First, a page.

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Otto Frank

Jan 14, 2021

Otto Frank, resident of the Hunt Community in Nashua, N.H., died on January 8, 2021, aged 95. He is survived by Edith, his wife of 62 years, sons Carl and Eric, daughters-in-law Helen and Paula, and grandsons Evan and Peter.

His age and the times that he lived through mark him as a member of “The Greatest Generation” or G.I Generation. For Mr. Frank, that label described how members of that era persevered during their lives. Celebrated for living during those uncertain times and in consequence acquiring a strong work ethic, frugality, along with understanding the meaning of sacrifice and honor.

For Otto Frank, that sacrifice began with leaving Germany in 1939, aged 13. Born in 1925, the only child of Oswald and Else, a prosperous Munich family, but as Jews in Hitler’s Germany, opportunities soon shrank. Thrown out of public school, Otto forcibly was separated from his parents and sent to an all-Jewish boarding school, training students in English and Hebrew. Otto’s father Oswald was sent to Dachau–a concentration camp, not yet the “death camp” it was to become–and forced to “trade” the family business and home for three immediate exit visas. Otto’s father was released, and left Germany first; Otto and his mother left slightly later–just a few days before World War II began–but, remarkably, the three met on the docksides of Southampton England, reunited for passage to America.

Arriving penniless in America, Otto, Oswald, and Else joined thousands of new immigrants in New York City. Otto’s father took on odd jobs; Otto’s mother cleaned houses to make ends meet; and Otto went to work, delivering groceries for a nickel a trip (sometimes up 4-5 flights of stairs). Otto also attended school in English, and due to his initial placement in Junior High school, he received his high school degree at the age of 19, a year later than his peers.

This was fortunate, because Mr. Frank was drafted by the U.S. army as the war in Europe was winding down. As a German-speaking “Alien” GI, he was trained in an elite military intelligence unit called the “Ritchie Boys” and immediately sent back to Germany to debrief German POWs. He remembered driving a Jeep in his former hometown of Munich after the surrender in what he described as a Wild West-type atmosphere. While in Germany, he visited his old home and other familiar haunts from the unique perspective of a member of the “winning’ team. After that, he trained in the 101st Airborne for the forthcoming invasion of Japan–which fortunately never happened.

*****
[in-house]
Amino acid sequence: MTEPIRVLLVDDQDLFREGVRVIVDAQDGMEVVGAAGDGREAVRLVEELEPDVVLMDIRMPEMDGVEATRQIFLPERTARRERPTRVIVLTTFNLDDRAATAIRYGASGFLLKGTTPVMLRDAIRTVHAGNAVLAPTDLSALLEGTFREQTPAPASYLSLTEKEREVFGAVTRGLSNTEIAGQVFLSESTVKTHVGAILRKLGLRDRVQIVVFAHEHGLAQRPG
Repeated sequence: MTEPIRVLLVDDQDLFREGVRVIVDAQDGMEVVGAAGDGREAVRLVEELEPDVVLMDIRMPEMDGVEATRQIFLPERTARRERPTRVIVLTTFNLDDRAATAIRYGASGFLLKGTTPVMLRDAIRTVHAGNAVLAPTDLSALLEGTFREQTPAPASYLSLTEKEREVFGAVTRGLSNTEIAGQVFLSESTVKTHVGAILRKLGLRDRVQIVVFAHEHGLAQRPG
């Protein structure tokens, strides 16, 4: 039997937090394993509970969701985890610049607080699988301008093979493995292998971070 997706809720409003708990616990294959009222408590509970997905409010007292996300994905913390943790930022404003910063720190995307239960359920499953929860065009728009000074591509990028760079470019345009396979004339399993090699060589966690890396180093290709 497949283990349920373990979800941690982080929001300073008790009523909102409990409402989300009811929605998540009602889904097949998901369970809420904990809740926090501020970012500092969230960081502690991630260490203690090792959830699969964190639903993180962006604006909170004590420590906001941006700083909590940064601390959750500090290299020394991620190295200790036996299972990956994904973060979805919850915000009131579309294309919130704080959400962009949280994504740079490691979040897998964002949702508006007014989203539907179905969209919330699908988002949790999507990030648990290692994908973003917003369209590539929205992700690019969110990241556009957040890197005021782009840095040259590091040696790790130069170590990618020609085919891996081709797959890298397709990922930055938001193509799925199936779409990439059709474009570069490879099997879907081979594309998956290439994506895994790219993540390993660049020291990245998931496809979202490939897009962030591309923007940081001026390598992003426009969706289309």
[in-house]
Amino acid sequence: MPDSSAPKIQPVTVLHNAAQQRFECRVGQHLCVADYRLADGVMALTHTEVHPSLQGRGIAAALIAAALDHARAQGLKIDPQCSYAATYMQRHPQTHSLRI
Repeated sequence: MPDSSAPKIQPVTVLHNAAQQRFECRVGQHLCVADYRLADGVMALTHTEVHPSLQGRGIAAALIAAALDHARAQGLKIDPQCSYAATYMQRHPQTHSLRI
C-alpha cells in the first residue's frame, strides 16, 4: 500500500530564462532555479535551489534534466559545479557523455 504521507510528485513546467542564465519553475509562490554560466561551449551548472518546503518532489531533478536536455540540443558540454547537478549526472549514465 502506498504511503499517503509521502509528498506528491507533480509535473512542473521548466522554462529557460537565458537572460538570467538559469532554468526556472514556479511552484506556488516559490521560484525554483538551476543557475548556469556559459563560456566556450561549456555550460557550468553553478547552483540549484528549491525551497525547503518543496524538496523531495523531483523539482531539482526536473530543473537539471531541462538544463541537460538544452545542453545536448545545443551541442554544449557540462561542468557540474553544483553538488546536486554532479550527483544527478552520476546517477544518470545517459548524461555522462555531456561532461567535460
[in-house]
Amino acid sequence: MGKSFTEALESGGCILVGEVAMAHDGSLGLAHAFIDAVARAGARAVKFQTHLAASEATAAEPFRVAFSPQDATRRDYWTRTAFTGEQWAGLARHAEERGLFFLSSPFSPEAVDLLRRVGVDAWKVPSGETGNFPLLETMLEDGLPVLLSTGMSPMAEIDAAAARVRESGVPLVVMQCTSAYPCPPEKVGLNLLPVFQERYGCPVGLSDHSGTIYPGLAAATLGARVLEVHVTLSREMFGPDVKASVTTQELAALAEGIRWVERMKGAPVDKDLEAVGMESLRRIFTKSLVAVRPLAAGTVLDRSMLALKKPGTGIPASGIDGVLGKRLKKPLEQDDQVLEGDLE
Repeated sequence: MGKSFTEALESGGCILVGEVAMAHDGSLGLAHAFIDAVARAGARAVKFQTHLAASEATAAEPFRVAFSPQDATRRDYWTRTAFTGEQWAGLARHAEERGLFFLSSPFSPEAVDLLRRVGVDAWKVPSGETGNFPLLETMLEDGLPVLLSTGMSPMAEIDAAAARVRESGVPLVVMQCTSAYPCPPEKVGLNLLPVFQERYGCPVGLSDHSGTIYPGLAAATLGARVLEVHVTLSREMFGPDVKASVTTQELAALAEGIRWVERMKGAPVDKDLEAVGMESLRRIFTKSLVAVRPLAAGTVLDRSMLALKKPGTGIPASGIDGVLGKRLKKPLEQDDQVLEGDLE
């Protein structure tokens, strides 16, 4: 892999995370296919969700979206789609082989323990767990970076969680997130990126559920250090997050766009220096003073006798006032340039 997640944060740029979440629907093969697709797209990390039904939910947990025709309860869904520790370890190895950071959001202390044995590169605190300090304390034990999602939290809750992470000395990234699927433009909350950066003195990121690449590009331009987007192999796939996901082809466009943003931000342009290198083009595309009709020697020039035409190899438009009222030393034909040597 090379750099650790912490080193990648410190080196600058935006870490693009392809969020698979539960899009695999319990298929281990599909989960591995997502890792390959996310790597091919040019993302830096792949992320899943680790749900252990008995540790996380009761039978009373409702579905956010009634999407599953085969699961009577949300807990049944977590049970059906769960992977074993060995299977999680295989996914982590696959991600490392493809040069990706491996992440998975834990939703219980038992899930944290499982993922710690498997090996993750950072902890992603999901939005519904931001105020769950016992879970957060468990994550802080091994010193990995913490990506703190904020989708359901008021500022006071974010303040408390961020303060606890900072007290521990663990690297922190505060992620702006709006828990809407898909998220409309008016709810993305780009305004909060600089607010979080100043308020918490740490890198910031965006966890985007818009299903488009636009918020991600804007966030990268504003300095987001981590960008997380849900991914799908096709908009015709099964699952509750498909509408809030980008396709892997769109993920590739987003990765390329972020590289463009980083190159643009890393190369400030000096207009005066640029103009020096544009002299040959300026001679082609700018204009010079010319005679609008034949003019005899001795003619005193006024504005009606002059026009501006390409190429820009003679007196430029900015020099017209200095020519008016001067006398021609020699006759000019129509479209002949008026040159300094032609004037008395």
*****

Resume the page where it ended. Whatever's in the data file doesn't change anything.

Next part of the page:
The GI bill was Mr. Frank’s key to college (BS, Chemical Engineering, Clarkson, 1950), and later–partly because jobs were scarce for the newly educated GI’s–to graduate school (MS, Chemical Engineering, Princeton, 1952). As a chemical engineer, Otto had a successful career with several well-known corporations.

Work took Otto around the country, notably Wilmington, Delaware, where he met and married Edith Plunguian. Then, after several shorter residencies in California, Florida, and Buffalo, they settled in Morristown N.J., coincidentally in the same region where Edith had spent much of her youth. Mr. and Ms. Frank moved to Nashua N.H., six years ago.

Mr. Frank always downplayed his role in “The Greatest Generation.” For decades of legendary Thanksgiving Day gatherings, he presided over goose or duck meals. What mattered to Otto was the company of his extended family. He never dwelt on his past nor lived in a state of denial. Looking back, he would say, “I just played the cards I was dealt.”

Perhaps that is why Otto Frank lived to be 95. He just lived. … He worked; he read; he enjoyed intellectual discussions; he appreciated classical music and the opera; embraced all types of culinary experiences; he loved travel. Otto had no care for material possessions but valued rich life experiences. He lived a life celebrating what was around him. Otto accepted and never dwelt over anything out of his control.

Mr. Frank’s acceptance of life as is, qualifies him, in his own way, as a member of the greatest generation.

In lieu of flowers, contributions should be made to the Scholarship Fund at the Hunt Community, 10 Allds St, Nashua, N.H. 03060.

Memorial arrangements will be announced later.